The Z Battle Gate mode is the bulk of the single player game and the one which will keep gamers hooked the longest. Upon starting this mode you learn from Mr Popo that you must help regain Shenron's memories of all his battles over the ages. It's your task to enter all the major battles of the Dragon Ball Z era and relive them by acting as one of the characters in each battle. The Ultimate Battle mode pits you in a typical ranking ladder where you must win battles to rise to become the greates fighter of them all while a World Tournament is also included. There's certainly plenty here to keep you entertained that's for sure.

Dragon Ball Z fans will be thrilled with the Evolution Z mode which allows you to fully customize your character. Items can now be joined together to form new, and more powerful, upgrades for your characters to use in the various game modes, and it works much better then your typical 'purchase the item' styled upgrades.

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Most backgrounds are sparse.
One area where this game really did surprise was the difficulty level which is a lot harder then we expected. If you manage to cruise through this game even on Medium difficulty you'll be can call yourself a gaming guru. For most people even the Easy difficulty will pose a few problems. Given that this isn't a game for hardcore gamers, and most likely will be early teenage boys playing it, this difficulty will pose a few problems without a doubt. I would also have loved to see some online gameplay. Being a one-on-one beat 'em up it would have been tremendous to see some fanatics battling online, but unfortunately we're only left with 2-player split-screen action.

Graphics in Dragon Ball Z Budokai Tenkaichi were always going to be constrained by the look of the TV show and the developers have remained fairly faithful with some impressive cel-shaded graphics for the main characters. The backgrounds are a little on the sparse side which is disappointing however the level of destructible items is impressive. While you can hide behind objects for a short period of time these can be destroyed by your opponent exposing you to attack. Also impressive are the visual effects. Be it for flying, or the explosions, or the special moves this game looks the part and is up there with the best of them. The frame rate also holds fairly well throughout.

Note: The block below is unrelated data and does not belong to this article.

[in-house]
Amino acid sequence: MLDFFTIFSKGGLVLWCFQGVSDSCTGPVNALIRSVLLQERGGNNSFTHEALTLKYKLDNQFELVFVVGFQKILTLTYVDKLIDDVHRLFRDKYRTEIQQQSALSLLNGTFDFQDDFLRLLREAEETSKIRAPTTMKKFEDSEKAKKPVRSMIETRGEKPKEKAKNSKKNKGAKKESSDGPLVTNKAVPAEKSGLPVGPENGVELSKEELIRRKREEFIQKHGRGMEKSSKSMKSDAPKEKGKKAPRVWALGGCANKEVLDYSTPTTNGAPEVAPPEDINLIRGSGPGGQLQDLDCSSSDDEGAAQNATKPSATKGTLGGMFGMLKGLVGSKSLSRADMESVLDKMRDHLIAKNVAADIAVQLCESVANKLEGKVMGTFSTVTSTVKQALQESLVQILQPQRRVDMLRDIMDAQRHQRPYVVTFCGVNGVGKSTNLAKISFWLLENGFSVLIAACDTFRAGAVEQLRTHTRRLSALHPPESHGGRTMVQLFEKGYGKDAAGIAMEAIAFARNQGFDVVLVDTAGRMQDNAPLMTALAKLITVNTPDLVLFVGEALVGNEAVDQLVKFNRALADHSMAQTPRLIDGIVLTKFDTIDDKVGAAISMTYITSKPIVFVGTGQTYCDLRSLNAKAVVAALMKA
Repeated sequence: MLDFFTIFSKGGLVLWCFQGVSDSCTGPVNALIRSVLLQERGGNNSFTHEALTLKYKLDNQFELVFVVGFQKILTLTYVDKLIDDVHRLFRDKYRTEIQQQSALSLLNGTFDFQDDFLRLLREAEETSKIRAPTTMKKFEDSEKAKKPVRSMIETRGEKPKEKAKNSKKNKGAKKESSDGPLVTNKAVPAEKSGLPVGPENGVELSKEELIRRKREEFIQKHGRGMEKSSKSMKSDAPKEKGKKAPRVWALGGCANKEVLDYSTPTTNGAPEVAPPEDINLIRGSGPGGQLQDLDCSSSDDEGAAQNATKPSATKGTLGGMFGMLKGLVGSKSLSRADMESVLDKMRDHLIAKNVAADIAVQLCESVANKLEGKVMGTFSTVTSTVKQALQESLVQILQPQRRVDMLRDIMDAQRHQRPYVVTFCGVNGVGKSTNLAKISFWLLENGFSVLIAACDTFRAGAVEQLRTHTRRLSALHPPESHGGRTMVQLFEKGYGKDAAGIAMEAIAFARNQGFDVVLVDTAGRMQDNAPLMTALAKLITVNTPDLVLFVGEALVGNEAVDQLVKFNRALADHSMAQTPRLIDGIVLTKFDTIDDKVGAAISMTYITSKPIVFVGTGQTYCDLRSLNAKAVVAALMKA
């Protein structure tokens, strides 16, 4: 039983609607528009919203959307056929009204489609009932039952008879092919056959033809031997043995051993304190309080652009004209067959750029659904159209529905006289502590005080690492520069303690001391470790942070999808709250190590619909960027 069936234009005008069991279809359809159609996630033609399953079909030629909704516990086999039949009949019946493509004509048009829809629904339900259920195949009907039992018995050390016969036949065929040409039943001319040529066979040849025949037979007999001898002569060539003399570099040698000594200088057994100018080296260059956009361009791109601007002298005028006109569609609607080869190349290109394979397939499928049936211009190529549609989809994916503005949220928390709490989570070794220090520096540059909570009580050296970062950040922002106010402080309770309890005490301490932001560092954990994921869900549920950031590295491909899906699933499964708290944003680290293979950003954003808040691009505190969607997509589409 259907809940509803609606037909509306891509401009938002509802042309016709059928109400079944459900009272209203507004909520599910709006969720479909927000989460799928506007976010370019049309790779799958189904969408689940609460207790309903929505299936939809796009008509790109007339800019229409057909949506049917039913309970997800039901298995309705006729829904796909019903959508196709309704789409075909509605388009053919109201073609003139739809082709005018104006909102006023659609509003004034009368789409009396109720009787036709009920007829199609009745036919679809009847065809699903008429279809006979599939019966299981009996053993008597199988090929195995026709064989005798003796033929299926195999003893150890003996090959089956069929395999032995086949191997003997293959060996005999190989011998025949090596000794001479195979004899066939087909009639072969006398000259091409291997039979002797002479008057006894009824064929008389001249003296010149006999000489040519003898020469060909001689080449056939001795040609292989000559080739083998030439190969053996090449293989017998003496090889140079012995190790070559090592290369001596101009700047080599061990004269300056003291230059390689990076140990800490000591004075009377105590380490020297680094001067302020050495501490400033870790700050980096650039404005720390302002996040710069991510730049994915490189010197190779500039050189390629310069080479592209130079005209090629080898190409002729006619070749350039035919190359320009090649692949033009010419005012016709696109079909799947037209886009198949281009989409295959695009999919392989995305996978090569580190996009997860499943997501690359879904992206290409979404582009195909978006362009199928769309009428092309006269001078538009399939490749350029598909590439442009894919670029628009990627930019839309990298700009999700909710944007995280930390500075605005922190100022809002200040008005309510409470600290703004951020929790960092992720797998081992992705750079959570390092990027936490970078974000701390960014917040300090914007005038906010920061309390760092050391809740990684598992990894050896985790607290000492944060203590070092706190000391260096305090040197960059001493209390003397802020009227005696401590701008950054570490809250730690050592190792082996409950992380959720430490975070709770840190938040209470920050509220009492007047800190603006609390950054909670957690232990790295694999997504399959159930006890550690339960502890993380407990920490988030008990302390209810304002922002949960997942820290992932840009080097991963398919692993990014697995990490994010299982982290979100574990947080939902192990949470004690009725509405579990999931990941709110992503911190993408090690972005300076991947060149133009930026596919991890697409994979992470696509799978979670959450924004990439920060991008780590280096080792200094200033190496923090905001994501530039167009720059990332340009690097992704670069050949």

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The effects are nice.
In terms of Audio the developers have been kind enough to include both Japanese and English voiceovers with the actual actors from the TV shows reprising their roles in this game. The music is generally average in quality with some good tunes, and some not quite so good. The special effects are also solid enough. Ultimately though as a non-fan of the series having to listen to some of the voiceovers was quite an effort. Sure, they may be realistic to the TV show, but that doesn't mean the dialogue nor the quality of the voiceovers is very good and it was quite a strain to listen to the game after a while.

Dragon Ball Z Budokai Tenkaichi is the best game in the series to date on PS2, however the problem is that the game still isn't great. Sure it sticks to the series fairly well, but when you sit it next to many other current generation fighters it not only looks quite average but also plays fairly poorly too. This is one strictly for Dragon Ball Z Budokai Tenkaichi who will likely get a lot more out of the title then I did.

Review By: Dave Warner

Order your copy now from Gameswarehouse (PAL version) or Amazon (NTSC Version).
GRAPHICSFaithful to the TV show, but looks average next to other PS2 games.
74%
SOUNDReal voice actors don't ensure quality. Adequate music and effects.
62%
GAMEPLAYThe ability to fly is cool, ranged attacks are prominant. Not bad.
65%
VALUEIt's pretty damn tough and the 60 characters will keep you playing.
79%
OVERALLDragon Ball Z Budokai Tenkaichi isn't the brilliant game we were hoping for, but rather a small step in the right direction for the series. Strictly one for Dragon Ball Z fans.
70%